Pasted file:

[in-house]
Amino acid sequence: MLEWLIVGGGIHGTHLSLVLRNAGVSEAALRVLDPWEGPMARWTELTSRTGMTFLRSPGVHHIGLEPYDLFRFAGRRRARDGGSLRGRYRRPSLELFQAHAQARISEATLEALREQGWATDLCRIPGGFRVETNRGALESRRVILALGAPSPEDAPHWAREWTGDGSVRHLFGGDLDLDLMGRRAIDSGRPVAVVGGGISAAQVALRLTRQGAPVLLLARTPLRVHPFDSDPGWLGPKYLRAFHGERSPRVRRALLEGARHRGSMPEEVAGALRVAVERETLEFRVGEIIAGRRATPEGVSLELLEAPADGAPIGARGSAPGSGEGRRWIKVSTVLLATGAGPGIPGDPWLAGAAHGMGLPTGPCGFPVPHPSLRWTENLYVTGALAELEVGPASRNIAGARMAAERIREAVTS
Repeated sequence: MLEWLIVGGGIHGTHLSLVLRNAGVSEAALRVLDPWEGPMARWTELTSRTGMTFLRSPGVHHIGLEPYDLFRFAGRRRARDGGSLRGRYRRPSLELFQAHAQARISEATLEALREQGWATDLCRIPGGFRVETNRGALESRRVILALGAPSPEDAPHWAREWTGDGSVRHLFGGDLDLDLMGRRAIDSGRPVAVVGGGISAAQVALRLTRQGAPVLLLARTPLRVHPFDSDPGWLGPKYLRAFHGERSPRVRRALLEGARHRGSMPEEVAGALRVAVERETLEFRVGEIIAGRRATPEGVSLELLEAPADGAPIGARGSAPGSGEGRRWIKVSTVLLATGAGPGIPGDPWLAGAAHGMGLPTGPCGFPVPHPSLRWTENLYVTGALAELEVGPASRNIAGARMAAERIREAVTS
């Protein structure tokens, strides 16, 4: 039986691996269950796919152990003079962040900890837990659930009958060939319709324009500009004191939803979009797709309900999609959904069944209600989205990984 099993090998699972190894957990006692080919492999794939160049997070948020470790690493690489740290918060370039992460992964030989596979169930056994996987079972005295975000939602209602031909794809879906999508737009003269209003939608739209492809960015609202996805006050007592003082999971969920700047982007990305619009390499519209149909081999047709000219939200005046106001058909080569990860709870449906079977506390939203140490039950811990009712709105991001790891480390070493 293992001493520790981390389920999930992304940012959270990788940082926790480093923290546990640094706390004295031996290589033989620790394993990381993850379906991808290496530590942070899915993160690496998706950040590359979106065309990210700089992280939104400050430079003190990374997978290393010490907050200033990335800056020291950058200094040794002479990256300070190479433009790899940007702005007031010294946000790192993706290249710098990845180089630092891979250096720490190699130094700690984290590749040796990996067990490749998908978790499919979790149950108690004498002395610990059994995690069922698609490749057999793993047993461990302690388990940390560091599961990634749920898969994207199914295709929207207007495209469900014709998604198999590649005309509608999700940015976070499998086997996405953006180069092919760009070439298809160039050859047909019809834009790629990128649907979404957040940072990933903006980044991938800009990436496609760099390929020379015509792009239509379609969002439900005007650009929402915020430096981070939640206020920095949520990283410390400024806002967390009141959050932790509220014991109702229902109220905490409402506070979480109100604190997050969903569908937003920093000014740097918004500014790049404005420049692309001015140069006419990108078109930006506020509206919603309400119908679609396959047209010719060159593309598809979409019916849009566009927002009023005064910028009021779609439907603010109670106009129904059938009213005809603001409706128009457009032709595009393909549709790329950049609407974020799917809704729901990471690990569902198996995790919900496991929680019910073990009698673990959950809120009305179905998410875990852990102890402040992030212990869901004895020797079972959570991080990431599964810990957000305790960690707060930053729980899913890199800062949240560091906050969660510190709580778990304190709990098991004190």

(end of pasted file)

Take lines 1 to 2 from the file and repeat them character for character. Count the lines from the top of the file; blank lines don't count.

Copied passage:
[in-house]
Amino acid sequence: MLEWLIVGGGIHGTHLSLVLRNAGVSEAALRVLDPWEGPMARWTELTSRTGMTFLRSPGVHHIGLEPYDLFRFAGRRRARDGGSLRGRYRRPSLELFQAHAQARISEATLEALREQGWATDLCRIPGGFRVETNRGALESRRVILALGAPSPEDAPHWAREWTGDGSVRHLFGGDLDLDLMGRRAIDSGRPVAVVGGGISAAQVALRLTRQGAPVLLLARTPLRVHPFDSDPGWLGPKYLRAFHGERSPRVRRALLEGARHRGSMPEEVAGALRVAVERETLEFRVGEIIAGRRATPEGVSLELLEAPADGAPIGARGSAPGSGEGRRWIKVSTVLLATGAGPGIPGDPWLAGAAHGMGLPTGPCGFPVPHPSLRWTENLYVTGALAELEVGPASRNIAGARMAAERIREAVTS